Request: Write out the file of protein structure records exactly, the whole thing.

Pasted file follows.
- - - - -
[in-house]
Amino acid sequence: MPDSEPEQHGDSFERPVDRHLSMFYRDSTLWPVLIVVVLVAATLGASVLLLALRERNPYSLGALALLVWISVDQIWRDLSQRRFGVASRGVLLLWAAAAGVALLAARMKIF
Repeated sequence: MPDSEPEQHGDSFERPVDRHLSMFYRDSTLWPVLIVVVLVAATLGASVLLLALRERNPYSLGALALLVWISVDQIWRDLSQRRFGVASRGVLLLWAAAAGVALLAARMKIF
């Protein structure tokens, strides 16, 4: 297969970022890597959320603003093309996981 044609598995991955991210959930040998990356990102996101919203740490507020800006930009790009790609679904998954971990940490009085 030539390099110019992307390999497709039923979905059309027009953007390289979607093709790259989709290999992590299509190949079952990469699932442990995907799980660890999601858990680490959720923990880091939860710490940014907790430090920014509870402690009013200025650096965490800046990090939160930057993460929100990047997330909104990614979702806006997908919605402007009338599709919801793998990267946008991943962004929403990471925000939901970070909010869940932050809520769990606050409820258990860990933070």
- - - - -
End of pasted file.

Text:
[in-house]
Amino acid sequence: MPDSEPEQHGDSFERPVDRHLSMFYRDSTLWPVLIVVVLVAATLGASVLLLALRERNPYSLGALALLVWISVDQIWRDLSQRRFGVASRGVLLLWAAAAGVALLAARMKIF
Repeated sequence: MPDSEPEQHGDSFERPVDRHLSMFYRDSTLWPVLIVVVLVAATLGASVLLLALRERNPYSLGALALLVWISVDQIWRDLSQRRFGVASRGVLLLWAAAAGVALLAARMKIF
């Protein structure tokens, strides 16, 4: 297969970022890597959320603003093309996981 044609598995991955991210959930040998990356990102996101919203740490507020800006930009790009790609679904998954971990940490009085 030539390099110019992307390999497709039923979905059309027009953007390289979607093709790259989709290999992590299509190949079952990469699932442990995907799980660890999601858990680490959720923990880091939860710490940014907790430090920014509870402690009013200025650096965490800046990090939160930057993460929100990047997330909104990614979702806006997908919605402007009338599709919801793998990267946008991943962004929403990471925000939901970070909010869940932050809520769990606050409820258990860990933070």